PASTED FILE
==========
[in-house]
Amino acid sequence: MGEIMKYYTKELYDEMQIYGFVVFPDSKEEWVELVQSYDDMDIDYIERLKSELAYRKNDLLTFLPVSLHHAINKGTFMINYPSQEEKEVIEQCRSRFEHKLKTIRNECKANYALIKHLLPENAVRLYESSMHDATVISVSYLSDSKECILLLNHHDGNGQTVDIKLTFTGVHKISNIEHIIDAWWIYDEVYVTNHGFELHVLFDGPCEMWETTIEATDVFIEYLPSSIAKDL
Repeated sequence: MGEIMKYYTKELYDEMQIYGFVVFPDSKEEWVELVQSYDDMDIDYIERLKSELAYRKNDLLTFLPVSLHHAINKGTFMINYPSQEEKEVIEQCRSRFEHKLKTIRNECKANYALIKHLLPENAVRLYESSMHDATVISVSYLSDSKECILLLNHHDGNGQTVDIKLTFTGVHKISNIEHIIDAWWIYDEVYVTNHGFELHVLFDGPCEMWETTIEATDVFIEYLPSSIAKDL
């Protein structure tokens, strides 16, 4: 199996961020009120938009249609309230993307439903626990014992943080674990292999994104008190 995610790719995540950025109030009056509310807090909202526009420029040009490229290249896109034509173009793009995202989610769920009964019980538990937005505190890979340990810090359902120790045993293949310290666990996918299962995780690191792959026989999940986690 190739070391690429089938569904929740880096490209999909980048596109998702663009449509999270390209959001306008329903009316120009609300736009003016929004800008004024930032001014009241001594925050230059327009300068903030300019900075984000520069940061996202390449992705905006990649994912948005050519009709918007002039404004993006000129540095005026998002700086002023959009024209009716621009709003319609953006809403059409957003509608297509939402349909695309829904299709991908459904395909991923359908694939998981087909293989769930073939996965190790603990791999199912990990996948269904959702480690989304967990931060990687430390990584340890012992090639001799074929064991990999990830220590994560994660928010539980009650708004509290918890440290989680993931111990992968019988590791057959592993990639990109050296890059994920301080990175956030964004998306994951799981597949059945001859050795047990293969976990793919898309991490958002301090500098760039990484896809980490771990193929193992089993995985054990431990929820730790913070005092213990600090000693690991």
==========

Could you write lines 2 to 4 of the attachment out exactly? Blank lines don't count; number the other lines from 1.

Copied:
Amino acid sequence: MGEIMKYYTKELYDEMQIYGFVVFPDSKEEWVELVQSYDDMDIDYIERLKSELAYRKNDLLTFLPVSLHHAINKGTFMINYPSQEEKEVIEQCRSRFEHKLKTIRNECKANYALIKHLLPENAVRLYESSMHDATVISVSYLSDSKECILLLNHHDGNGQTVDIKLTFTGVHKISNIEHIIDAWWIYDEVYVTNHGFELHVLFDGPCEMWETTIEATDVFIEYLPSSIAKDL
Repeated sequence: MGEIMKYYTKELYDEMQIYGFVVFPDSKEEWVELVQSYDDMDIDYIERLKSELAYRKNDLLTFLPVSLHHAINKGTFMINYPSQEEKEVIEQCRSRFEHKLKTIRNECKANYALIKHLLPENAVRLYESSMHDATVISVSYLSDSKECILLLNHHDGNGQTVDIKLTFTGVHKISNIEHIIDAWWIYDEVYVTNHGFELHVLFDGPCEMWETTIEATDVFIEYLPSSIAKDL
């Protein structure tokens, strides 16, 4: 199996961020009120938009249609309230993307439903626990014992943080674990292999994104008190 995610790719995540950025109030009056509310807090909202526009420029040009490229290249896109034509173009793009995202989610769920009964019980538990937005505190890979340990810090359902120790045993293949310290666990996918299962995780690191792959026989999940986690 190739070391690429089938569904929740880096490209999909980048596109998702663009449509999270390209959001306008329903009316120009609300736009003016929004800008004024930032001014009241001594925050230059327009300068903030300019900075984000520069940061996202390449992705905006990649994912948005050519009709918007002039404004993006000129540095005026998002700086002023959009024209009716621009709003319609953006809403059409957003509608297509939402349909695309829904299709991908459904395909991923359908694939998981087909293989769930073939996965190790603990791999199912990990996948269904959702480690989304967990931060990687430390990584340890012992090639001799074929064991990999990830220590994560994660928010539980009650708004509290918890440290989680993931111990992968019988590791057959592993990639990109050296890059994920301080990175956030964004998306994951799981597949059945001859050795047990293969976990793919898309991490958002301090500098760039990484896809980490771990193929193992089993995985054990431990929820730790913070005092213990600090000693690991």